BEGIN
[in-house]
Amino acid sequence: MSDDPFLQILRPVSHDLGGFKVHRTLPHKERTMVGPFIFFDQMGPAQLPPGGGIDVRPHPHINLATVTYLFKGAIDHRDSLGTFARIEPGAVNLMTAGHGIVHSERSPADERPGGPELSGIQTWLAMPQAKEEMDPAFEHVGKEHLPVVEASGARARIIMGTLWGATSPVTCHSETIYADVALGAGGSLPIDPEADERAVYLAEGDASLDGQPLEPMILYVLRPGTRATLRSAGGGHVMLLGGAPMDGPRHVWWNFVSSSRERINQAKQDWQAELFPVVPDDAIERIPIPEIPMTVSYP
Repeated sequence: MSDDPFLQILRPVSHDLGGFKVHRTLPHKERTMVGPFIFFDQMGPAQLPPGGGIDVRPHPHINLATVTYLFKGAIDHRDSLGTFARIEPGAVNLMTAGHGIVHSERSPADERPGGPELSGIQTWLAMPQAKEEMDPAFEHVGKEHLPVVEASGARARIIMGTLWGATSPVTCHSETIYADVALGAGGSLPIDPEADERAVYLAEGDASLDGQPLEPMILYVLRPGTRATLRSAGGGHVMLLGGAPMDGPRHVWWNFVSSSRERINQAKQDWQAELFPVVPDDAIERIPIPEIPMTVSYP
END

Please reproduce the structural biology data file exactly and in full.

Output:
[in-house]
Amino acid sequence: MSDDPFLQILRPVSHDLGGFKVHRTLPHKERTMVGPFIFFDQMGPAQLPPGGGIDVRPHPHINLATVTYLFKGAIDHRDSLGTFARIEPGAVNLMTAGHGIVHSERSPADERPGGPELSGIQTWLAMPQAKEEMDPAFEHVGKEHLPVVEASGARARIIMGTLWGATSPVTCHSETIYADVALGAGGSLPIDPEADERAVYLAEGDASLDGQPLEPMILYVLRPGTRATLRSAGGGHVMLLGGAPMDGPRHVWWNFVSSSRERINQAKQDWQAELFPVVPDDAIERIPIPEIPMTVSYP
Repeated sequence: MSDDPFLQILRPVSHDLGGFKVHRTLPHKERTMVGPFIFFDQMGPAQLPPGGGIDVRPHPHINLATVTYLFKGAIDHRDSLGTFARIEPGAVNLMTAGHGIVHSERSPADERPGGPELSGIQTWLAMPQAKEEMDPAFEHVGKEHLPVVEASGARARIIMGTLWGATSPVTCHSETIYADVALGAGGSLPIDPEADERAVYLAEGDASLDGQPLEPMILYVLRPGTRATLRSAGGGHVMLLGGAPMDGPRHVWWNFVSSSRERINQAKQDWQAELFPVVPDDAIERIPIPEIPMTVSYP